Choosing a place to retire is a big decision. Where you live can play a big role in how far your retirement savings go. As a result, it’s crucial to pick a destination that has everyone you want at a price you can afford. For many, the idea of heading to Colorado is enticing. The Centennial State has a ton to offer, particularly for those who enjoy spending time outdoors. If you are wondering whether it could be a good match for your golden years, here’s what you need to know to retire well in Colorado.
Cost of Living
Before you settle on a place to retire, it’s critical to examine the area’s cost of living scores. Those numbers give you an idea of how much a state costs in comparison to the national average. It allows you to estimate a state’s affordability before you pack your bags and head that way.
For simplicity, the national average cost of living is permanently set at 100. If a state has a score above 100, it’s a sign that it costs more to live there. For states below 100, it’s a signal of better affordability.
Colorado has a moderate cost of living score, sitting at 103.2. That makes the Centennial State seem reasonably affordable.
It’s important to note that the category cost of living scores can alter the story. In Colorado, both groceries (97.2) and utilities (86.1) are below the national average. However, housing (112.8) and transportation (105.8) are above. For healthcare, the score is near the middle, sitting at 101.0.
Housing is often a major concern. In Colorado, the average home value is $423,364. That’s a shocking $163,458 more than the national average of $259,906. And that doesn’t mean that homes are a nicer quality. Instead, it means two comparable homes, one listed in Colorado and one that’s elsewhere, that the Colorado house would be more expensive to buy.
Tax Considerations[embedded content]
Another critical point to examine when choosing where to retire is local tax rates. The amount of income that has to go toward paying taxes can significantly impact your lifestyle and an area’s affordability.
Colorado does have a state income tax. Unlike the federal tax system, the Centennial State doesn’t use brackets. Instead, it has a flat-rate of 4.63 percent.
When it comes to retirement income, Colorado does tax it. This includes Social Security and funds from other retirement accounts or pensions. However, they do offer an exemption of up to $24,000, depending on your age and income sources.
The Centennial state also has a sales tax. The state’s sales tax rate is 2.9 percent. However, cities can tack on their own sales taxes. This means that many areas have higher sales tax rates, with some exceeding 11 percent.
When it comes to property taxes, Colorado’s are actually fairly low. They are the third-cheapest overall, which can make a higher-cost home more affordable to keep long-term. Additionally, the Centennial State does have senior property tax programs that can help reduce the cost further.
Part-Time Job Opportunities
Many retirees have little trouble finding a part-time job in Colorado, especially if they retire in or near a larger city or town. The Centennial State weathered the coronavirus pandemic fairly well. As of April 2020, the unemployment rate hit 12.2 percent, which was significantly below the national average at that time, which came in at 14.7 percent.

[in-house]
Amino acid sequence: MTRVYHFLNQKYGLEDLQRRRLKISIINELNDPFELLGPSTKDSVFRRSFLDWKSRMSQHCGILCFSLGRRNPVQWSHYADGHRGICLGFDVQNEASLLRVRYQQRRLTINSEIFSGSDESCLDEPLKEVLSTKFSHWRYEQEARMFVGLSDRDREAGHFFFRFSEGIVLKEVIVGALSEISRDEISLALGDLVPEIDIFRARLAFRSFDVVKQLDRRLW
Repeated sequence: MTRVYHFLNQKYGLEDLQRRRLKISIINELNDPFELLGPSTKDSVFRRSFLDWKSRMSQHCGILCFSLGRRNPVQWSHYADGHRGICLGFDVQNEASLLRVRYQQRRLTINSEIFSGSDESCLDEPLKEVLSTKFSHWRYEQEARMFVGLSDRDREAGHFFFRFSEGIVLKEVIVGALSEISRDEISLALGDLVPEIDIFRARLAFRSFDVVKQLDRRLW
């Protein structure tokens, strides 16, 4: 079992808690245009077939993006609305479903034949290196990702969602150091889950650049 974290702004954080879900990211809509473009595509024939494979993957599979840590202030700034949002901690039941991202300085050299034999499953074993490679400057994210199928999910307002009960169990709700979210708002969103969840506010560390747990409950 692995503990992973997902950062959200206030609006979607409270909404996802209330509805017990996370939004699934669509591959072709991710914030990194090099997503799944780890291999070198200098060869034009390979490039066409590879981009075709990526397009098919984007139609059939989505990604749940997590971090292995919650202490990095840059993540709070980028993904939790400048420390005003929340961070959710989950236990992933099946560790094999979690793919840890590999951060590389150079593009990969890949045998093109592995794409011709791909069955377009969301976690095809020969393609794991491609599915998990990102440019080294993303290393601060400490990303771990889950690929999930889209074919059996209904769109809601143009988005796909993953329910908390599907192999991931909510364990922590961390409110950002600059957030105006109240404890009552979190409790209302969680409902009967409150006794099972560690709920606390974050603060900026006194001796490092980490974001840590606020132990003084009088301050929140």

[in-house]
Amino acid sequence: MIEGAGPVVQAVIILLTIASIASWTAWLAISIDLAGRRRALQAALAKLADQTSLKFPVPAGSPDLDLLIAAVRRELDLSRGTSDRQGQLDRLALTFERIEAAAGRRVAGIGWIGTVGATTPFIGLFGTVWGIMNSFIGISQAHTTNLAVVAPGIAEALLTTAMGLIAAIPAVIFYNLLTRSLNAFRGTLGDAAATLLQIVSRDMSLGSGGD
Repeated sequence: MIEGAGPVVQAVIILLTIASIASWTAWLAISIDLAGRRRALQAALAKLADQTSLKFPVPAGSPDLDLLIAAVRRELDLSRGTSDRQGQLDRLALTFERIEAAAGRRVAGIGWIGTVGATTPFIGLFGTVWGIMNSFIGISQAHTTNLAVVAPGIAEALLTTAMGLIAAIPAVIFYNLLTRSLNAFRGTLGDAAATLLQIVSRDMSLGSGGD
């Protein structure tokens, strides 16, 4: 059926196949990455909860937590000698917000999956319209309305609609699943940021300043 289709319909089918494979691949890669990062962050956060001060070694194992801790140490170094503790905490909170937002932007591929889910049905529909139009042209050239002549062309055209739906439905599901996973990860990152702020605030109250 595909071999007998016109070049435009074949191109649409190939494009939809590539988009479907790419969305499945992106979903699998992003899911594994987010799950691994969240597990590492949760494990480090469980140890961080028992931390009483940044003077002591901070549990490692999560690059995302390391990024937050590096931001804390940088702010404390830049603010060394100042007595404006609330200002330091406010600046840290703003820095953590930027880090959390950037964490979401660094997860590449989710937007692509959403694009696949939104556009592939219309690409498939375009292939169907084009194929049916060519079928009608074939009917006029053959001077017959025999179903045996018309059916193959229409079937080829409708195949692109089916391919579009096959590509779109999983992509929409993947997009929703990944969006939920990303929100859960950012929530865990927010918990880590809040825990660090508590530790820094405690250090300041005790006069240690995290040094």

Colorado has also been ahead of the national average during recovery. In September, the unemployment rate in the Centennial State was 6.4 percent. In comparison, the national average during that time was 7.9 percent, marking a full 1.5 percent difference.
Now, it is crucial to remember that the COVID-19 situation remains incredibly fluid. Some states are seeing a possible resurgence, and certain ones are even having to enact new measures in an attempt to slow the spread of the virus. As a result, it could be challenging to find part-time jobs for a while, or at least until the pandemic calms.
Best Cities for Retirees in Colorado[embedded content]
The city you choose has a substantial impact on your quality of life. If you’re thinking about heading to Colorado, you need to select a city that has the right kinds of amenities and lifestyle.
If you don’t know where to begin, Littleton is worth considering. There are ample recreational opportunities and a bustling downtown. Plus, you’re close to hiking and biking trails, and the city hosts a wide range of festivals and celebrations.
Englewood is another destination that should be on your shortlist. For outdoor enthusiasts, it’s hard to beat. Additionally, it’s only 20 minutes away from Denver by car, ensuring you can get into the city with ease.
If you’d rather choose a smaller town, you might enjoy Evergreen. There’s plenty to do, and it’s popular with seniors. You’ll also find plenty of options for appreciating the great outdoors.
How Much Money You Need to Retire Well in Colorado
Since Colorado has a moderate cost of living, you do need access to a decent amount of income if you’re going to retire well in the Centennial State. While the city you select is also a factor, making additional savings necessary to maintain a comfortable lifestyle, even lower-cost areas in Colorado may be more expensive than what you find in other states.
Overall, if you have access to about $65,418 per year in income, retiring well in Colorado is definitely possible. Taking care of your needs shouldn’t be an issue with that much cash, and you’d be able to handle some wants, too.
Have any tips that can help someone retire well in Colorado? Share your thoughts in the comments below.
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